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    • "Similarly, evidence suggests that factors intrinsic to the parent may be associated with a greater risk for suicide attempts in children and adolescents. Specifically, parental psychiatric history has been linked to an increased risk for child suicidal ideation or attempts (King, et al. 2001). These associations , however, have not been examined specifically in environments where abuse was present. "
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    ABSTRACT: The current study aimed to examine the role that a history of abuse plays in the association with suicide attempts in children and adolescents who have experienced trauma. Children and adolescents were recruited from a local community mental health center specializing in the treatment of child trauma. Abuse history, history of suicide attempts, various demographics, and psychosocial measures were gathered from children and adolescents as well as their mothers. Hierarchical logistic regression analyses revealed the overall model, as well as individual predictors of age, child depression, physical and sexual abuse to be significant in the association with a history of suicide attempts. The current study revealed significant risk factors for suicide attempts in children and adolescents who have been maltreated, including age, depressive symptoms, history of sexual abuse, and history of physical abuse. Future research should further delineate the magnitude of these risk factors in order to inform and strengthen the process of risk assessment and subsequent treatment of these individuals for mental health clinicians.
    Full-text · Article · Jun 2015 · Journal of Child & Adolescent Trauma
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    • "Despite the young age (9–11 years) of study participants , suicidality was high, with an overall prevalence of 26%. This rate is nearly 5 times the rate of suicidality of the general population at this age (King et al., 2001), and over twice as high as that reported among 8-year-old children in the LONGSCAN study (Thompson et al., 2005). The higher prevalence in the current study may be attributable to more severe maltreatment and/or the additional stress of entry to foster care, as only 6.1% of the participants in the LONGSCAN study were in foster care and not all of them had substantiated maltreatment (Thompson et al., 2005). "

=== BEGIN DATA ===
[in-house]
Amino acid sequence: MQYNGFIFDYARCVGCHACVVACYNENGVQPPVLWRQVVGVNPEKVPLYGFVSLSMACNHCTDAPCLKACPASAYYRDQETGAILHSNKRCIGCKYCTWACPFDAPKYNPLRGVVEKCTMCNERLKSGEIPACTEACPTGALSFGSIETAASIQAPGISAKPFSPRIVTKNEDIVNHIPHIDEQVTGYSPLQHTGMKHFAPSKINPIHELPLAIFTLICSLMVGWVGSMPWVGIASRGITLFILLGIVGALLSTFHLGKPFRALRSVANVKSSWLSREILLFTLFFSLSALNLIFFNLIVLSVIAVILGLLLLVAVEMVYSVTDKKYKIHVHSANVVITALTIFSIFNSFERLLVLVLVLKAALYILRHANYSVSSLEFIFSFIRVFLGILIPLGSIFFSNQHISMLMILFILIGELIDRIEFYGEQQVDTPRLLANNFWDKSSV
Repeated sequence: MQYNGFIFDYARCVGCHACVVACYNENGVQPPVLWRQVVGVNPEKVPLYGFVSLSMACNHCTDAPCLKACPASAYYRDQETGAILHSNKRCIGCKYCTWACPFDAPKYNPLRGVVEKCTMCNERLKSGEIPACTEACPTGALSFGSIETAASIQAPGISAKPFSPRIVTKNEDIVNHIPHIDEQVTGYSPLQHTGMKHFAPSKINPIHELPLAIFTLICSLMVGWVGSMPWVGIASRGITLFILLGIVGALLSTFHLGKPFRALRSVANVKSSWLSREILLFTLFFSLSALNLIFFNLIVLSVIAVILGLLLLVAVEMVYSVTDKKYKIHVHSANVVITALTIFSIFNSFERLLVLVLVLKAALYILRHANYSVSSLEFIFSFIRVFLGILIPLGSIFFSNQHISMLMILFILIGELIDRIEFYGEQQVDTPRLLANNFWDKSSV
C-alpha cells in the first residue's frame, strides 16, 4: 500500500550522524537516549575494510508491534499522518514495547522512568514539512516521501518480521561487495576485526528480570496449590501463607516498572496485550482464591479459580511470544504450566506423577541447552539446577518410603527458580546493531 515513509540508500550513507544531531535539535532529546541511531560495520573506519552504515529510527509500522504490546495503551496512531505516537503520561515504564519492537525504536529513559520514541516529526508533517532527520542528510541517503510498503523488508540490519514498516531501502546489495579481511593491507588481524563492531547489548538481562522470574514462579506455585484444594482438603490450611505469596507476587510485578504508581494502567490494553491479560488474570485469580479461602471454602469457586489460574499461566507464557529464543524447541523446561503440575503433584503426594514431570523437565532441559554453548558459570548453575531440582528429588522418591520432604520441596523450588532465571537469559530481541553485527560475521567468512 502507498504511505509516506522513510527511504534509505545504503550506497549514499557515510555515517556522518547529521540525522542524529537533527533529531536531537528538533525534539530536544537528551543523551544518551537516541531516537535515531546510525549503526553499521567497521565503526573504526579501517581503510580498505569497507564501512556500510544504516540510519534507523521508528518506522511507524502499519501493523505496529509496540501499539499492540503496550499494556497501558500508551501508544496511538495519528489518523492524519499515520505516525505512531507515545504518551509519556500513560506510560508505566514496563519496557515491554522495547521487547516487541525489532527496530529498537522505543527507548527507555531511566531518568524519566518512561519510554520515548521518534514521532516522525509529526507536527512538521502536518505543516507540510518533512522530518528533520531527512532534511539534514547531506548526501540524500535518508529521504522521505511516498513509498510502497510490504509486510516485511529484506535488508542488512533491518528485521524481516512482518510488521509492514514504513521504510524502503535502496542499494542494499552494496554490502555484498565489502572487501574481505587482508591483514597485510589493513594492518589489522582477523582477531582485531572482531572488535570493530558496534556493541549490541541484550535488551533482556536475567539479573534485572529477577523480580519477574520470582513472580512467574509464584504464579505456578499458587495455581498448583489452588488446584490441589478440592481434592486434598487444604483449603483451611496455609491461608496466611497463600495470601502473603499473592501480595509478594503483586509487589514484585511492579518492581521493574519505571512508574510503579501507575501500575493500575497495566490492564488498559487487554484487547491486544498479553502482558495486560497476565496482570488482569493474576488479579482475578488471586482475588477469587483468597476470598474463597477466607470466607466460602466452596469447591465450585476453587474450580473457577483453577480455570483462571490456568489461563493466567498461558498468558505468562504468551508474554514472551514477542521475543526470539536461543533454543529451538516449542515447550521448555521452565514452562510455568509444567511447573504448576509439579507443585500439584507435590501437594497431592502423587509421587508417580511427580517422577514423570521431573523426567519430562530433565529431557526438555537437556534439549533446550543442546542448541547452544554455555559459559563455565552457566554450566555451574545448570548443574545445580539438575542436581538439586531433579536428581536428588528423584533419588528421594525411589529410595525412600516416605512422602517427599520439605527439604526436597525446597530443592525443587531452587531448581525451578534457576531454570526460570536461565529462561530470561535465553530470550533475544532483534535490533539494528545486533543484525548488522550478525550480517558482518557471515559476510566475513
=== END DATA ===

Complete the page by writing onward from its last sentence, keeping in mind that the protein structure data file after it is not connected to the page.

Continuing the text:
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    ABSTRACT: This study sought to determine the prevalence of suicidal ideation, plans, and attempts among 515 preadolescent (aged 9-11 years) maltreated children who entered foster care within the prior year. Over a quarter (26.4%) of the children had a history of suicidality according to their own and/or their caregiver's report, 4.1% of whom were imminently suicidal. In bivariate analyses, children at higher risk of suicidality tended to be younger, non-Hispanic, abused, and to have experienced multiple types of maltreatment, more referrals to child welfare, more household transitions, and a longer length of time in foster care. There were no gender differences. Multiple regression analyses found physical abuse and chronicity of maltreatment to be the most robust predictors of suicidality. It is critically important that these high-risk children are screened for suicidality before adolescence and that caregivers and professionals are informed of their risk status so that they may implement mental health treatment, monitoring, and harm reduction measures.
    Full-text · Article · Feb 2014 · Child Maltreatment